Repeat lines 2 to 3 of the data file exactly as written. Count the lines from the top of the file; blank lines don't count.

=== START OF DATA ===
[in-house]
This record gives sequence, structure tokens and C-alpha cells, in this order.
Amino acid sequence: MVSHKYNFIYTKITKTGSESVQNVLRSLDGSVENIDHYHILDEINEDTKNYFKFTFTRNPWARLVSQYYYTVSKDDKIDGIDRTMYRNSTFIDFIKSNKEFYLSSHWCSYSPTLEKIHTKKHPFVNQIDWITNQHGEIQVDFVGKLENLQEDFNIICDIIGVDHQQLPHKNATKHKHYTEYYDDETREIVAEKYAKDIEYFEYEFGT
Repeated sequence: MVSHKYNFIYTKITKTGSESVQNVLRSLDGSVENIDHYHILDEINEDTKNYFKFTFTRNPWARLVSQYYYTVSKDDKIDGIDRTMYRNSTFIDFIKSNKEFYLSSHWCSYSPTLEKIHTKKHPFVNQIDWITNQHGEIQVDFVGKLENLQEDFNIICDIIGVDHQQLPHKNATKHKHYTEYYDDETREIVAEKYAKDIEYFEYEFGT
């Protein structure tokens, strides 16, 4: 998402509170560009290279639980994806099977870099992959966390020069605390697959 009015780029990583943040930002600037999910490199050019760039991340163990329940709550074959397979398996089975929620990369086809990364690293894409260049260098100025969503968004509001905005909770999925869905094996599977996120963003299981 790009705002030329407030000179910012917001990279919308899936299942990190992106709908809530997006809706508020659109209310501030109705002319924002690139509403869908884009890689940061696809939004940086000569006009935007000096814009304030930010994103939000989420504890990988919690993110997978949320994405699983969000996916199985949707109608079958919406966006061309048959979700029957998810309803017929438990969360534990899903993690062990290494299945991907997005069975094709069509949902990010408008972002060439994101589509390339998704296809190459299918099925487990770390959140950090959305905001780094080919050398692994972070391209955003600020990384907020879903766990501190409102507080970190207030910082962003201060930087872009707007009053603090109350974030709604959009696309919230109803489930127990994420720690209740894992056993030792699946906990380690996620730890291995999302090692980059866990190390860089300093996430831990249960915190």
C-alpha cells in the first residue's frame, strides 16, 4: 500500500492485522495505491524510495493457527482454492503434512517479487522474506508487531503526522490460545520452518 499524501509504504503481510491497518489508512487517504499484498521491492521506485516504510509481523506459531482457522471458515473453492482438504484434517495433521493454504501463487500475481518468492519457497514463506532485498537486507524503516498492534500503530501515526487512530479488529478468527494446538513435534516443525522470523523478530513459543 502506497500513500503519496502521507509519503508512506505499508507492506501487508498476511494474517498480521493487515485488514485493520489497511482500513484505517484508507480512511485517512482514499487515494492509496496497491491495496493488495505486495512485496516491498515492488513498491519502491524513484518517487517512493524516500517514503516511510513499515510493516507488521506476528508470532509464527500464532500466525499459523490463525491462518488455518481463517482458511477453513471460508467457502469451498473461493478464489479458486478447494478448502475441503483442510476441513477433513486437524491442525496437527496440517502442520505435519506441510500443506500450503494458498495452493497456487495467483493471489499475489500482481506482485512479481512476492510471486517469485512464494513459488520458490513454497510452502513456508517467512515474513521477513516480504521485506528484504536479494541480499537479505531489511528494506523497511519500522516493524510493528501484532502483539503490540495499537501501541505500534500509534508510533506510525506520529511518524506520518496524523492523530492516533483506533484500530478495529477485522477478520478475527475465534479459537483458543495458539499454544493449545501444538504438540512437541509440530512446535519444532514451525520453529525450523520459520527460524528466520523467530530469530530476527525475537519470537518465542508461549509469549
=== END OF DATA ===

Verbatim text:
This record gives sequence, structure tokens and C-alpha cells, in this order.
Amino acid sequence: MVSHKYNFIYTKITKTGSESVQNVLRSLDGSVENIDHYHILDEINEDTKNYFKFTFTRNPWARLVSQYYYTVSKDDKIDGIDRTMYRNSTFIDFIKSNKEFYLSSHWCSYSPTLEKIHTKKHPFVNQIDWITNQHGEIQVDFVGKLENLQEDFNIICDIIGVDHQQLPHKNATKHKHYTEYYDDETREIVAEKYAKDIEYFEYEFGT